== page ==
5 things to know: Wednesday

5 things to know: Wednesday

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Father believes son didn't have to die during arrest

LUBBOCK, Texas - An initial call for medical assistance Friday morning ended with the loss of a family member. The grieving parents are having trouble understanding why their son died while in police custody. 

Friday morning was troubling. Albert Jr. started acting out. His mother eventually called EMS for medical assistance. The police showed up after EMS paramedics struggled to help. One officer walked up to front door of the home, attempting to talk to Albert, while the other officer ran his name finding out he had a misdemeanor warrant. 

According to the police report the officers tried to apprehend Guerra Jr,. tazing him multiple times. They finally cuffed him in the front yard. The report also states his mom told police Guerra Jr. was high on meth and was unresponsive once handcuffed.

"I asked him for an update twice and I didn't get it," said Guerra. "After we were done with the statement we walked out to the lobby and then they came back to get us. They took us to a room and they had told us that he had passed away." 

The grieving process hasn't been easy for Guerra and his family. They want to see accountability.  

"I am not out to try and get money," said Guerra. "I just want justice for my son, because I don't want another parent to go through what we are going through. I mean we love our kids. We bring them into this world to raise them. To see him die like that, that's not right, I know police have to do their job, but I think they could've taken different measures." 

Guerra said the medical examiner has finalized the autopsy, but his family has yet to be told the cause of death.


Help needed for Lubbock foster care system

LUBBOCK, Texas - Everyday children are taken from their homes to give them a protective and nurturing place to grow up. Unfortunately the foster care system that is supposed to take care of these kids is crumbling. 

Currently there are more than 3,000 kids in the system just in the Lubbock region. That number is up 77 percent over the last few year according to the Texas Boy's Ranch.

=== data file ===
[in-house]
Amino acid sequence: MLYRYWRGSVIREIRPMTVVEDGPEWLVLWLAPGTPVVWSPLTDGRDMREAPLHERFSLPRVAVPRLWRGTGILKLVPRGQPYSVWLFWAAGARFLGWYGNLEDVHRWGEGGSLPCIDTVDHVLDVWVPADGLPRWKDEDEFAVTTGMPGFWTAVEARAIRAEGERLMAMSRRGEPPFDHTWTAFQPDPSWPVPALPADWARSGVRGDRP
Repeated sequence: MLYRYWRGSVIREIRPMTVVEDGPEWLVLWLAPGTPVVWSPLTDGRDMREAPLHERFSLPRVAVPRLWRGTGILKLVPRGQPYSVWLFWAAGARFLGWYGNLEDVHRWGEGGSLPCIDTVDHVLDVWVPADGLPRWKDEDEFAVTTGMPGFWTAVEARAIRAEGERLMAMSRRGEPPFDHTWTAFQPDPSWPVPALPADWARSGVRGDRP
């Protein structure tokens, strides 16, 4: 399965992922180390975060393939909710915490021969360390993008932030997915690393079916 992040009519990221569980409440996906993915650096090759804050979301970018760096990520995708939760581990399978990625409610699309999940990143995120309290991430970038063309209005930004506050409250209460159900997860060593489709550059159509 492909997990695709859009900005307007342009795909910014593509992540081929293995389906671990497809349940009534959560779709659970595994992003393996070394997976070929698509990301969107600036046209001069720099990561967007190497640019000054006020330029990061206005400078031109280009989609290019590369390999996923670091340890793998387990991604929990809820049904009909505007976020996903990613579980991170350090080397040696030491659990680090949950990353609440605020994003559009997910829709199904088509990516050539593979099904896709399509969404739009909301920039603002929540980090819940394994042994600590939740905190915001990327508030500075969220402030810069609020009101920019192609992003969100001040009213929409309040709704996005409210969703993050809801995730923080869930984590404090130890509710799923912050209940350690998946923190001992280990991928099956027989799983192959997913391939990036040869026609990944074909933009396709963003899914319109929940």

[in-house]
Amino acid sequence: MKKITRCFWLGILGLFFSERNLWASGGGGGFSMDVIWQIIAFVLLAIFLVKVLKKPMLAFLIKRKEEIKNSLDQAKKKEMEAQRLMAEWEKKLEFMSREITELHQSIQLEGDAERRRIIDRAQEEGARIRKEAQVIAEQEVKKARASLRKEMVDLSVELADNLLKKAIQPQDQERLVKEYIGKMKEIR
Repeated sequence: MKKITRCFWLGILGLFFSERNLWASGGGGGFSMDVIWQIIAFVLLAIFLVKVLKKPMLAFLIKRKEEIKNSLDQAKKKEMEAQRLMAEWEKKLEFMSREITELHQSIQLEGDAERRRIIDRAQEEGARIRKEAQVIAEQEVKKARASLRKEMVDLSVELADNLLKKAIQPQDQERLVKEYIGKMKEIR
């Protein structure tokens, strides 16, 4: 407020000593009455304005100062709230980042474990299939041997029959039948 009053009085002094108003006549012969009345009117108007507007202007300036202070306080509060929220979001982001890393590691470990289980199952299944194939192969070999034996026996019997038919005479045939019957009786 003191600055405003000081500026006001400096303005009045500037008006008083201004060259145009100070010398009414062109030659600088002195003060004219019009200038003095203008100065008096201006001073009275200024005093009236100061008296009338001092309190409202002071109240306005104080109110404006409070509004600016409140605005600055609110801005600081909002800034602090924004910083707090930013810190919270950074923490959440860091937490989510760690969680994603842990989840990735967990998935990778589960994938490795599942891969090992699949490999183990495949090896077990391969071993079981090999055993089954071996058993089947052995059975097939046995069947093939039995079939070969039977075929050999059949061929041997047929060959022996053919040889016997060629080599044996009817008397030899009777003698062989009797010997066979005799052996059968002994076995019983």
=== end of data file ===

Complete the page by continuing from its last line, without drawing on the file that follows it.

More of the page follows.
"I think Lubbock, Texas is actually in a crisis when it comes to foster care," said John Sigle, President of the Texas Boy's Ranch. "There are so many families that have needs, so many families that are dealing with poverty, and drug addictions and our children experience actual physical and sexual abuse as well."

Unfortunately if a placement cannot be found locally, they children will be moved, piling on to an already tragic situation. Keeping them in Lubbock means there are greater chances of a happy ending for all involved.

"We need to keep the children, while they're in foster care, right here in Lubbock so that the parents are motivated to work their services and work their programs so they can get their child home as quick as possible," he said.


FDA approves new migraine drug, giving doctors and patients hope

LUBBOCK, Texas - One in seven people worldwide experience migraines, but that excruciating pain could be a thing of the past. 

There's a new medicine approved by the FDA treating the estimated 2.8 million Americans who have it multiple times each. 

It's a monthly injection that cuts down the amount of migraines someone has by half.

"Of course it's a new medication, so with any new medication, lots of things will unfold," said Dr. Eileen Sprys with Texas Tech Family Medicine. "Whether that be benefits that we didn't expect, or side effects we didn't expect. Nobody said for sure, but I'm hopeful that maybe it'll be another option for our chronic migraine sufferers."

It'll come with a hefty cost, the drug's expected to cost $6,900 per year without insurance.

The FDA's only reported side effects, injection site reactions and constipation.


Soggy Alberto churns inland, spreading rain widely

BIRMINGHAM, Ala. (AP) - The soggy remnants of Alberto are spreading rain deeper into the nation's midsection after downing trees, causing power outages and leaving scattered flooding around the South.

Forecasters say what's left of the first named storm of the Atlantic hurricane season is still capable of causing flash flooding.

The National Hurricane Center in Miami said Tuesday that as Alberto's weakening system moves inland Wednesday, it still remains a potential menace.

Flash flood watches were in effort for parts of several states from Alabama through Tennessee, Kentucky, Illinois, the Carolinas and Virginia and West Virginia.


Both sides preparing as if US-NKorea summit will happen

WASHINGTON (AP) - Officials in the U.S. and in North Korea aren't saying that the Singapore summit is back on for June 12, but both sides are preparing as if it's a go.

The two nations are engaging in their most substantive talks yet about the meeting.

President Donald Trump tweeted Tuesday that he has a "great team" working on the summit and confirmed that a top North Korean official is heading to New York for talks with Secretary of State Mike Pompeo.

Teams of U.S. officials have arrived at the Korean demilitarized zone and in Singapore to prepare for the meeting.

The more hopeful tone comes after two weeks of hard-nosed negotiating that included a communications blackout by the North and a public cancellation of the summit by Trump.

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